- September 17, 2014
By David J. Bush, C.P.I.M In early 2012, we began an earnest search for a replacement for our legacy ERP system. We wanted a new ERP package that could handle the needs of our electronics industry demands. We were in for a big and disappointing surprise.
By David J. Bush, C.P.I.M
During the years of 2010-2012, my employer began to struggle with the realization that our 15-year old ERP system was antiquated and not about to be upgraded anytime soon, if ever. The original owners of the package had done an amazing job, creating a package that had, at one time, been way ahead of its time and the competition.
We had used that original system and customized it to the point that it handled all of our business issues very well. However, the ERP software company had been sold and re-sold several times and the new ownership made it very clear that they were not interested in updating it, even its continued support was in doubt.
So, in early 2012, we began an earnest search for a replacement, sure of the fact that, in all those years, great strides must have been made that would enable us to quickly decide on a new ERP package that could handle the needs of our electronics industry(PCB Board Assemblies) demands. We were in for a big and disappointing surprise.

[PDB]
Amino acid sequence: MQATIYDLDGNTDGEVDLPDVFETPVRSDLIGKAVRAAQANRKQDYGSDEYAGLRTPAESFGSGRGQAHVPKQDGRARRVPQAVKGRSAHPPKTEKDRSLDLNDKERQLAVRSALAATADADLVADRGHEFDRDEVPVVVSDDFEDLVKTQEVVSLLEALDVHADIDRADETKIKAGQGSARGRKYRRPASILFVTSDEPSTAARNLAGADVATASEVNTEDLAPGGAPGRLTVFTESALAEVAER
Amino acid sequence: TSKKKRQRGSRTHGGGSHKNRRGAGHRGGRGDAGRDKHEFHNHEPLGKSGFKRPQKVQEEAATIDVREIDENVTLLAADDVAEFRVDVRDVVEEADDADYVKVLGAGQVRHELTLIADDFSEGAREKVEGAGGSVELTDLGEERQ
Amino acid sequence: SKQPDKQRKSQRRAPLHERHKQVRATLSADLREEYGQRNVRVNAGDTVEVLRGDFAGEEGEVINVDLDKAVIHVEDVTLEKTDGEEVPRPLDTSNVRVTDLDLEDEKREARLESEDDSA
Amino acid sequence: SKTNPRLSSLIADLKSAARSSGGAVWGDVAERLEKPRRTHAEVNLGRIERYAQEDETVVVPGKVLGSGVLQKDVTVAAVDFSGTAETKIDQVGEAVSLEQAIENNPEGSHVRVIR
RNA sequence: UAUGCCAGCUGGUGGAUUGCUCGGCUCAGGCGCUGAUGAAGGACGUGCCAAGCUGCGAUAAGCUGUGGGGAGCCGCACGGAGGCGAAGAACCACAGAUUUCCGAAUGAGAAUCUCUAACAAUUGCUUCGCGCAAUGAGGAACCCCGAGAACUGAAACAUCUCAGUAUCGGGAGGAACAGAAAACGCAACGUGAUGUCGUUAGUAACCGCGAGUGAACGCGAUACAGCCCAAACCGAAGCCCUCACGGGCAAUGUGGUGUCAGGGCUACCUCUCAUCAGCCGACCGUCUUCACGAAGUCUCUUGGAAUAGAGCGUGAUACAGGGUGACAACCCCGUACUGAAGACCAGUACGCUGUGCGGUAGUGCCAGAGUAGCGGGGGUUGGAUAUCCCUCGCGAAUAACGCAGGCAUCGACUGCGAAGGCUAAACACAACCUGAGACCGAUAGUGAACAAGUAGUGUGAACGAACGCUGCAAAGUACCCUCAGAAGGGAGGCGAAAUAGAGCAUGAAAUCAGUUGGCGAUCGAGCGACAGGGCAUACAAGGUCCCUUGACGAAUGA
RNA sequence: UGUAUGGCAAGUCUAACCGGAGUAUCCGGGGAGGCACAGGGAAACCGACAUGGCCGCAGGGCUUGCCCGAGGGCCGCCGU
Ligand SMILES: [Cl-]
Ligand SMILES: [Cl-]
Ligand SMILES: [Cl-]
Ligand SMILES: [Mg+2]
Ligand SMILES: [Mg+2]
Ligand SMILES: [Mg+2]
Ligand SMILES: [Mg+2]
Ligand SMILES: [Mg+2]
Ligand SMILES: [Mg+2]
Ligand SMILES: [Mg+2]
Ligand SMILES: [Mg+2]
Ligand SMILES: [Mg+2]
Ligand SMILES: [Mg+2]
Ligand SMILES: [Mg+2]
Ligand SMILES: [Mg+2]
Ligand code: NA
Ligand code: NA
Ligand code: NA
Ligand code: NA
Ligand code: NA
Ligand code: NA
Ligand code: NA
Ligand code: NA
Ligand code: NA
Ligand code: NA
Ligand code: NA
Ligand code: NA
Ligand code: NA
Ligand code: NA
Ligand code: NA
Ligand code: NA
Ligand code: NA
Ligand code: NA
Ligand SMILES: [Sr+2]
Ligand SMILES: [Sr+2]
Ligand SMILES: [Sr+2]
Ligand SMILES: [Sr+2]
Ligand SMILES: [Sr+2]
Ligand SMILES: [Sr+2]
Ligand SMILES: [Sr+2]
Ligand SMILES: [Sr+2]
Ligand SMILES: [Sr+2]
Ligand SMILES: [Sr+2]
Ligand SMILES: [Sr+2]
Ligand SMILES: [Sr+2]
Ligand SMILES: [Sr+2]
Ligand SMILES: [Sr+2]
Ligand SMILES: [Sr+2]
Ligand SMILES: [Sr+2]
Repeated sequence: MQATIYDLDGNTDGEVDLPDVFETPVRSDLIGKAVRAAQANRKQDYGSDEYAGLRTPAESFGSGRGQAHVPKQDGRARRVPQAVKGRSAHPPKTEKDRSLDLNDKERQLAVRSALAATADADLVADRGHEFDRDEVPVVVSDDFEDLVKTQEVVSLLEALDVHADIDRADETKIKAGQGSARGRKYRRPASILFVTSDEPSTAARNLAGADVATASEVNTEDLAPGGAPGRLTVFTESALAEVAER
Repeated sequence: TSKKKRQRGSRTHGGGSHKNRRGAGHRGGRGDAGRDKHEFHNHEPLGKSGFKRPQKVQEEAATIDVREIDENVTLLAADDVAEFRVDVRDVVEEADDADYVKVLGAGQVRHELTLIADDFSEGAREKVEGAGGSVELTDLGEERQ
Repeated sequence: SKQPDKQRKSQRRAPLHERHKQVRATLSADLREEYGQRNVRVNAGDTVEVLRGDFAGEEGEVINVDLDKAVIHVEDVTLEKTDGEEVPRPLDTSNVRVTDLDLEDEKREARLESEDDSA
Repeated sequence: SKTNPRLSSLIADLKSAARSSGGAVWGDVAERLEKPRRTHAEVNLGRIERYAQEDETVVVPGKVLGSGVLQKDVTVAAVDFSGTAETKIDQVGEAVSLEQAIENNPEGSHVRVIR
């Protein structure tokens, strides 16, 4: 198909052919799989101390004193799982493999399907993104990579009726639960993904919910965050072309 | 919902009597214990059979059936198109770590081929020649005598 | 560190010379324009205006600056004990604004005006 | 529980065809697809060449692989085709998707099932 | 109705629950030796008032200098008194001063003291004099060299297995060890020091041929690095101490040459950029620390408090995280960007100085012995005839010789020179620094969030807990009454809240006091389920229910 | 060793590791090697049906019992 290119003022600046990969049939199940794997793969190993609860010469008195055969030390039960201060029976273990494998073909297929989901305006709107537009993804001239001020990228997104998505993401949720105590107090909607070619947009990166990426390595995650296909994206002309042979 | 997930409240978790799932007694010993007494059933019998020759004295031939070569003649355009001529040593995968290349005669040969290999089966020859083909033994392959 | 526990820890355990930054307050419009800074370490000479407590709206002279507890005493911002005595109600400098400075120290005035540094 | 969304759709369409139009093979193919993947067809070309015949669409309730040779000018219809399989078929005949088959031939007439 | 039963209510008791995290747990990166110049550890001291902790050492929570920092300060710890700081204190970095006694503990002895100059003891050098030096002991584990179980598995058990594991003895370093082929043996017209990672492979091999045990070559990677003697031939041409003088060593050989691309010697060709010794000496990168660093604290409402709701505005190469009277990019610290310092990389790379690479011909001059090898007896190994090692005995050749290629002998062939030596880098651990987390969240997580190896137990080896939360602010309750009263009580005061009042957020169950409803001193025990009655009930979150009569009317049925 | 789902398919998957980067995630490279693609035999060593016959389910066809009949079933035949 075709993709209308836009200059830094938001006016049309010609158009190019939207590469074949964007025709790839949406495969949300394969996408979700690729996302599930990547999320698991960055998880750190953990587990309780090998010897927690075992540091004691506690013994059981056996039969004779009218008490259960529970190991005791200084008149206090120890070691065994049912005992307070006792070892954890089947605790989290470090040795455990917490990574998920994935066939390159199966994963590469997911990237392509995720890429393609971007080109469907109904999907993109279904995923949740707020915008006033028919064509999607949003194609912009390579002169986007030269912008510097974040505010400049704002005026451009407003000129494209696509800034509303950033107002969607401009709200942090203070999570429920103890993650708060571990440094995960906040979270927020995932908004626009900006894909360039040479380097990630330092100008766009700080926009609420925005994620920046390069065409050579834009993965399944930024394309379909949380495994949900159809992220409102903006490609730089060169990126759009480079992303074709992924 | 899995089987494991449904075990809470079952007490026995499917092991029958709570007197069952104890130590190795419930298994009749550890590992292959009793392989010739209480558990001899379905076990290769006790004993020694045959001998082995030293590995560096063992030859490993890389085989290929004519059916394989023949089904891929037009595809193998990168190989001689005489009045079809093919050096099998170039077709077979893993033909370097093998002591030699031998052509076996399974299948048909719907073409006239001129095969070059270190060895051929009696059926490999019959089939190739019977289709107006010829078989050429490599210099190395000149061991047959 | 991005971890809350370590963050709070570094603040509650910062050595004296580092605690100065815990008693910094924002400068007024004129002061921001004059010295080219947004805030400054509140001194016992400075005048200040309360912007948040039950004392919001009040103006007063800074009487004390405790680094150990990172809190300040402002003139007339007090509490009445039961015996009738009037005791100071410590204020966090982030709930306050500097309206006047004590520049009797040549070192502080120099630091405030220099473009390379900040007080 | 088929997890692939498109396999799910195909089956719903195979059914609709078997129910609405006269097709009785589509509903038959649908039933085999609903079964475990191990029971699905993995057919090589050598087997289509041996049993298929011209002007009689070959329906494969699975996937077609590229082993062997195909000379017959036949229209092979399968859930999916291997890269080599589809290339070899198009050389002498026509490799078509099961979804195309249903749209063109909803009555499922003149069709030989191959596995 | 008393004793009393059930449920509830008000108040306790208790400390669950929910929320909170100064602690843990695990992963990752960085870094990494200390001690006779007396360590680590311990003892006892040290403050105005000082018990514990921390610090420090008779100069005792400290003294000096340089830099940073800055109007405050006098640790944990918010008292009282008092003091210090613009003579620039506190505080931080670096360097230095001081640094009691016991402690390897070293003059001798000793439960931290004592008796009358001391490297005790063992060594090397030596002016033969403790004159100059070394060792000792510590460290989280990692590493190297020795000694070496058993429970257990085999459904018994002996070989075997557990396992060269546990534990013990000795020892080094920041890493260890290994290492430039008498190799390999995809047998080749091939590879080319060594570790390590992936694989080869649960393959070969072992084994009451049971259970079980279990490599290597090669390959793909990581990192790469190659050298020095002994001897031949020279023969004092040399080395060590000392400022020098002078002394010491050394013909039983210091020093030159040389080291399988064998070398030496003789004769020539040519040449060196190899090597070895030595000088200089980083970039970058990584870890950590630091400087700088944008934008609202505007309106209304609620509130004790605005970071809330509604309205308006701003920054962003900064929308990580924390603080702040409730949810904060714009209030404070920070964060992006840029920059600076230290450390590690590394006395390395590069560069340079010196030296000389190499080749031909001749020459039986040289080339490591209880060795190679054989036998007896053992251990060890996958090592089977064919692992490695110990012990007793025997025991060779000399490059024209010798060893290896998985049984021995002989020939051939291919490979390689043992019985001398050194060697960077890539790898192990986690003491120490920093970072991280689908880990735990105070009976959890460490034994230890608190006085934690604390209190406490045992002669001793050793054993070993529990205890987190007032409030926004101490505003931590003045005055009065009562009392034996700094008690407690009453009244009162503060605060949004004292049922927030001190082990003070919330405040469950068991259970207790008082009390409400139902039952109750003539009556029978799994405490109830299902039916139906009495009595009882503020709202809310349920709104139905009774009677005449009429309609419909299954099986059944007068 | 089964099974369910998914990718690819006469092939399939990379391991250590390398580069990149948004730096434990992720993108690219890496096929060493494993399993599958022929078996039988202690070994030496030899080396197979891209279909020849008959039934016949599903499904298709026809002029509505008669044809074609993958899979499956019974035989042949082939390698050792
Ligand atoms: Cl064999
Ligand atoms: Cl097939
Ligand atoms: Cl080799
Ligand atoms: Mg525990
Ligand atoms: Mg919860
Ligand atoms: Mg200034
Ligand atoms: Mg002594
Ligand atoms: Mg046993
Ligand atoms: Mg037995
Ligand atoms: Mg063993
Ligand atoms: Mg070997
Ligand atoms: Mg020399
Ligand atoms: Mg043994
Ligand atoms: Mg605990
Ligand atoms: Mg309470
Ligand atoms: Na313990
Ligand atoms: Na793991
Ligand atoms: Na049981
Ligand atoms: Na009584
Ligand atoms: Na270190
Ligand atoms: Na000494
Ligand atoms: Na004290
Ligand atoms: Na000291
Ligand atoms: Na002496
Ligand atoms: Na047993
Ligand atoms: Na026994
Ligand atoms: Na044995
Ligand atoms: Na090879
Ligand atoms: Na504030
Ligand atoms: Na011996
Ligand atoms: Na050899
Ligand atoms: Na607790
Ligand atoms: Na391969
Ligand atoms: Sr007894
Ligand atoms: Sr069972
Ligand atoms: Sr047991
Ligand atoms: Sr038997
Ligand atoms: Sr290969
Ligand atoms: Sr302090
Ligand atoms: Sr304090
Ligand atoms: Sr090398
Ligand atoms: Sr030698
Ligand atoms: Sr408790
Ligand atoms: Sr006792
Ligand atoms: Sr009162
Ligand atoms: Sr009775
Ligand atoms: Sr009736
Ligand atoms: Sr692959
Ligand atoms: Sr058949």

The Search Begins
Finding ERP candidates to check out was not an issue. The company that now owned our old ERP system, for example, had several candidates and, once our search became public knowledge, other enterprise resource planning companies contacted us in droves, all promising they had "the" solution to our problems and asking for "face to face" demo time. Several companies asked for this before they even knew the business we were in… displaying great confidence in their products, but little regard for our knowledge of our own industry’s special requirements. It became clear very quickly that our search would be far more difficult than we first believed. With so many choices, all requiring a lot of our time to investigate, how would we narrow down the field to the few candidates that really did have a shot?
Our first "weeding out" decision was that we would not consider any company that did not insist on a business mapping session prior to demonstrating their product. Right or wrong, we felt that it would be very difficult to work with any ERP vendors that believed they had all the answers before they knew our questions! As a result, we dismissed many packages simply based on our concern that they didn't care to learn our needs. That quickly narrowed down the field to five or six contenders.
Once we had narrowed the field, we then began scheduling time with the remaining ERP vendors. We found that the quality of their business mapping sessions varied greatly. Two of the five had very strict agendas that allowed for little if any, input from us, other than answering their pre-determined questions. Their rigidity made us very nervous and was asked to go to the next phase.